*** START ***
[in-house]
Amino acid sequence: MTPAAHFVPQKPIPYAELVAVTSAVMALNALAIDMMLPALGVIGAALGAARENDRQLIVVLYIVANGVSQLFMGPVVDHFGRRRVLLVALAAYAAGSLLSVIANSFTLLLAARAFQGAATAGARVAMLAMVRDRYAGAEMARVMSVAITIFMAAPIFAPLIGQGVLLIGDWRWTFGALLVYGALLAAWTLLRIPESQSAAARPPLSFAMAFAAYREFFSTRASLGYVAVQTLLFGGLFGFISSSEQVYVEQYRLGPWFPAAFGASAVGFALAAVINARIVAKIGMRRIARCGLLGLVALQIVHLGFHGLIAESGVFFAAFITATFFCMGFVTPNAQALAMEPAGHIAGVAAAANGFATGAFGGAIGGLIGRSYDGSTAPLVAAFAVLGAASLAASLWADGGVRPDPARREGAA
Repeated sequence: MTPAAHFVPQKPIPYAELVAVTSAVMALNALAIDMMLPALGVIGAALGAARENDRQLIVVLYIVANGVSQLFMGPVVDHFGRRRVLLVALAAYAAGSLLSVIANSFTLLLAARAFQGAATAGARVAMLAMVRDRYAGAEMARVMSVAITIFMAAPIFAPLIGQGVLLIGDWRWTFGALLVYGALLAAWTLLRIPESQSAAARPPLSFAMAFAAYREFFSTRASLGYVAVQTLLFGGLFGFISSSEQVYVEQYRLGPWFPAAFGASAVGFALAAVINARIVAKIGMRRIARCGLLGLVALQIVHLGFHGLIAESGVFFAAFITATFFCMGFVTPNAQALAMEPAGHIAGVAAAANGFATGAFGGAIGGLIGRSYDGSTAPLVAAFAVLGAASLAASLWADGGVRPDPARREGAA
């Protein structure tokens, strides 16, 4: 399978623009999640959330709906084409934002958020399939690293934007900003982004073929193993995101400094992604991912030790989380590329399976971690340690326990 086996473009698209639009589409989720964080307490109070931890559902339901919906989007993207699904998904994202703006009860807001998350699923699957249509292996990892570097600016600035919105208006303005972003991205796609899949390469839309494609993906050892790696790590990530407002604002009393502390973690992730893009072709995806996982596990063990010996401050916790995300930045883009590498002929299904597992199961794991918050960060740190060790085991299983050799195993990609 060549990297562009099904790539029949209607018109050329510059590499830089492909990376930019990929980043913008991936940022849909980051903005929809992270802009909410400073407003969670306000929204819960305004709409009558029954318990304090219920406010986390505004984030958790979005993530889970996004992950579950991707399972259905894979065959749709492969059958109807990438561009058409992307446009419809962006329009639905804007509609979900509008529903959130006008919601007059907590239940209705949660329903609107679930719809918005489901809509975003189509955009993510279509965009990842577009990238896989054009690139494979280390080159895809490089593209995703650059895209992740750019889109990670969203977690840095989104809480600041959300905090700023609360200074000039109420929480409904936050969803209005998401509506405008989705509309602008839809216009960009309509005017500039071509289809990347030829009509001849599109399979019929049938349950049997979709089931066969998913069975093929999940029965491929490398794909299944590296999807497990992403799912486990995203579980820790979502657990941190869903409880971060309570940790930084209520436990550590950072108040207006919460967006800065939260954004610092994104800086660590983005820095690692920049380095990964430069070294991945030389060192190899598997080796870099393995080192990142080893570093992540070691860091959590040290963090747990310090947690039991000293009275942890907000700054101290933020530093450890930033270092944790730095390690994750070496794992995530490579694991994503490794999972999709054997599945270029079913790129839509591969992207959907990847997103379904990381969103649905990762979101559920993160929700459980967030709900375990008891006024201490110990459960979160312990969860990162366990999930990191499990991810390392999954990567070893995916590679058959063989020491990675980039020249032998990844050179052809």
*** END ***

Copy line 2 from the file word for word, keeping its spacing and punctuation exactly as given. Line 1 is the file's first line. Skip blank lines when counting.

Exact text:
Amino acid sequence: MTPAAHFVPQKPIPYAELVAVTSAVMALNALAIDMMLPALGVIGAALGAARENDRQLIVVLYIVANGVSQLFMGPVVDHFGRRRVLLVALAAYAAGSLLSVIANSFTLLLAARAFQGAATAGARVAMLAMVRDRYAGAEMARVMSVAITIFMAAPIFAPLIGQGVLLIGDWRWTFGALLVYGALLAAWTLLRIPESQSAAARPPLSFAMAFAAYREFFSTRASLGYVAVQTLLFGGLFGFISSSEQVYVEQYRLGPWFPAAFGASAVGFALAAVINARIVAKIGMRRIARCGLLGLVALQIVHLGFHGLIAESGVFFAAFITATFFCMGFVTPNAQALAMEPAGHIAGVAAAANGFATGAFGGAIGGLIGRSYDGSTAPLVAAFAVLGAASLAASLWADGGVRPDPARREGAA